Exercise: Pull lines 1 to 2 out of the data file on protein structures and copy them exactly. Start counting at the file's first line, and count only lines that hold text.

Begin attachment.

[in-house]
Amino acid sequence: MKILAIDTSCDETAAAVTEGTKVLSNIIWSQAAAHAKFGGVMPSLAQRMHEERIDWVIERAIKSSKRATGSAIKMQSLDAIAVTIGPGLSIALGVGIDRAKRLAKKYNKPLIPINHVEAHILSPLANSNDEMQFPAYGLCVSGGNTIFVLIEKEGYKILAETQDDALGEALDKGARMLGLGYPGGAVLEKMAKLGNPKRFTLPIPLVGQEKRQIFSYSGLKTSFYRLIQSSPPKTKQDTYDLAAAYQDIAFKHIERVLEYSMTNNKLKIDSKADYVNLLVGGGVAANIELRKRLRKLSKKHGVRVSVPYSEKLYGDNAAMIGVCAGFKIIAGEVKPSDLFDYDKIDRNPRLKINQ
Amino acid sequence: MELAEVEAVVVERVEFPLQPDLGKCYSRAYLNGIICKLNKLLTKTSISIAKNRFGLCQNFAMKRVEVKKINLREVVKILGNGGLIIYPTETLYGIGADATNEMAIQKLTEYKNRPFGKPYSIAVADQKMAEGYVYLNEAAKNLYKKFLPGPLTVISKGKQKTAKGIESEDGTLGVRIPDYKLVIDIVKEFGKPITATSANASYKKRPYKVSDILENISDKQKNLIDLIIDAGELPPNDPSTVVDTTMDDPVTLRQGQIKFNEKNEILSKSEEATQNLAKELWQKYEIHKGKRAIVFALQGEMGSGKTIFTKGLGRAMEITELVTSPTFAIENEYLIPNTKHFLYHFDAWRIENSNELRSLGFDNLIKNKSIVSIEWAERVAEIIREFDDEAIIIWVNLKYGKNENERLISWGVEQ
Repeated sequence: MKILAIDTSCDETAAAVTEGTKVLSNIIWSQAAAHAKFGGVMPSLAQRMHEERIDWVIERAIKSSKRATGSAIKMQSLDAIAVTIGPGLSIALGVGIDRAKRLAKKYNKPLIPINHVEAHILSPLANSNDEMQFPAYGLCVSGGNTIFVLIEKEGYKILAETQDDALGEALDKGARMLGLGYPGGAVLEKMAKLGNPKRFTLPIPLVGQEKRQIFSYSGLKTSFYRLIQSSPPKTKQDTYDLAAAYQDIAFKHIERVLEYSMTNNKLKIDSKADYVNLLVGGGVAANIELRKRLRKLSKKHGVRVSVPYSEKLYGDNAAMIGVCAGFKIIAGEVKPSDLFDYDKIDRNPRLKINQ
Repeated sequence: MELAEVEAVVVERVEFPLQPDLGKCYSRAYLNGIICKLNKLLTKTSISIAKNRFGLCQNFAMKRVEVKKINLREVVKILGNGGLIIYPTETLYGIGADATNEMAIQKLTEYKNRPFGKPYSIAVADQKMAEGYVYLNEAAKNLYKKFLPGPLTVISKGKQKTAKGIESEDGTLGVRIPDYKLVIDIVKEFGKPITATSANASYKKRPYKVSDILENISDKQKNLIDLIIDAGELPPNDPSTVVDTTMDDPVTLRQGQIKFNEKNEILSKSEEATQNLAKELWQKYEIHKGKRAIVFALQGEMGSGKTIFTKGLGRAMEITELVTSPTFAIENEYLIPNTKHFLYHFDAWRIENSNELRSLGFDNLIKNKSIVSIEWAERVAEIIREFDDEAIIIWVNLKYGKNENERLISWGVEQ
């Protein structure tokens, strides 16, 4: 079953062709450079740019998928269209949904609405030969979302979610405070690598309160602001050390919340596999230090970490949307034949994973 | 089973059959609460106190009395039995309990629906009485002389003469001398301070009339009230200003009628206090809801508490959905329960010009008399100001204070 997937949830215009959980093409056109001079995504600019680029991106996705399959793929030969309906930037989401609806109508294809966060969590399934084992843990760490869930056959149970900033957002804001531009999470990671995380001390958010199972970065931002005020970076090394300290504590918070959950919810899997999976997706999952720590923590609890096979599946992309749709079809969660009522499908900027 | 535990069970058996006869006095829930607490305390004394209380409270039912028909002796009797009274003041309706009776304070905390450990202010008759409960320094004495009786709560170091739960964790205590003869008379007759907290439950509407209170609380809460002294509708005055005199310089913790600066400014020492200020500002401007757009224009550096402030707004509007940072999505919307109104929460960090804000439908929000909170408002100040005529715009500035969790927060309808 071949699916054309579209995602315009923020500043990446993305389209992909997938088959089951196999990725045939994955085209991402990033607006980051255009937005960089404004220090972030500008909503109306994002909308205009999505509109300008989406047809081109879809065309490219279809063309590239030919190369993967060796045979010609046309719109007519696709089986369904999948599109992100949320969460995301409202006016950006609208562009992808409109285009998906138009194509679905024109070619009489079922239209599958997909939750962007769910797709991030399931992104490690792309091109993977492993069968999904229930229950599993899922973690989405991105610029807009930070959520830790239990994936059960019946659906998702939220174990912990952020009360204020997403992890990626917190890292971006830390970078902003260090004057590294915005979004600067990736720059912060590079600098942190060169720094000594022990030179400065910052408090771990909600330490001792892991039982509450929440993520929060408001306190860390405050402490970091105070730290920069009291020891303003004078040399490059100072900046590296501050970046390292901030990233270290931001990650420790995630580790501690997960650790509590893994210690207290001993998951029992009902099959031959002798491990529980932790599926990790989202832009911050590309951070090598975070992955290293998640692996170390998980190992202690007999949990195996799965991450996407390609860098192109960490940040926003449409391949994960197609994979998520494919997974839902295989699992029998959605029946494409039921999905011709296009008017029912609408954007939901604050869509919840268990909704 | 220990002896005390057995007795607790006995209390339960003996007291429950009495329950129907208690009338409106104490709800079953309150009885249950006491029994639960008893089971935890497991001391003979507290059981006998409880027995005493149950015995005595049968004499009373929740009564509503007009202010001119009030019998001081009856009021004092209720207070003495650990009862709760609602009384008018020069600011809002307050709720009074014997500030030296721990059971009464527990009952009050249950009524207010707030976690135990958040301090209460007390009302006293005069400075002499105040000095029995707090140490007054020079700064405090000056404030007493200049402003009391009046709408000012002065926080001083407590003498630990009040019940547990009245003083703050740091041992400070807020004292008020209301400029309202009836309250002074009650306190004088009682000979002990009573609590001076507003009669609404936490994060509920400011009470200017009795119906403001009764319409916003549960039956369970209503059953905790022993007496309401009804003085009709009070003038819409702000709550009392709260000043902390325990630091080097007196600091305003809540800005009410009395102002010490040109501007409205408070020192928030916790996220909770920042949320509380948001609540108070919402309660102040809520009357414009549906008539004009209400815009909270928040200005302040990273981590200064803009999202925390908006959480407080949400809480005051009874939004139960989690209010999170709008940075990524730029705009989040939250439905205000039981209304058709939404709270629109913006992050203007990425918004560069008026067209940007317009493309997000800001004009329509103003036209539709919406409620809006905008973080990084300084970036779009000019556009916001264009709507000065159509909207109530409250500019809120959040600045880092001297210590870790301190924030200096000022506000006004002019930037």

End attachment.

[in-house]
Amino acid sequence: MKILAIDTSCDETAAAVTEGTKVLSNIIWSQAAAHAKFGGVMPSLAQRMHEERIDWVIERAIKSSKRATGSAIKMQSLDAIAVTIGPGLSIALGVGIDRAKRLAKKYNKPLIPINHVEAHILSPLANSNDEMQFPAYGLCVSGGNTIFVLIEKEGYKILAETQDDALGEALDKGARMLGLGYPGGAVLEKMAKLGNPKRFTLPIPLVGQEKRQIFSYSGLKTSFYRLIQSSPPKTKQDTYDLAAAYQDIAFKHIERVLEYSMTNNKLKIDSKADYVNLLVGGGVAANIELRKRLRKLSKKHGVRVSVPYSEKLYGDNAAMIGVCAGFKIIAGEVKPSDLFDYDKIDRNPRLKINQ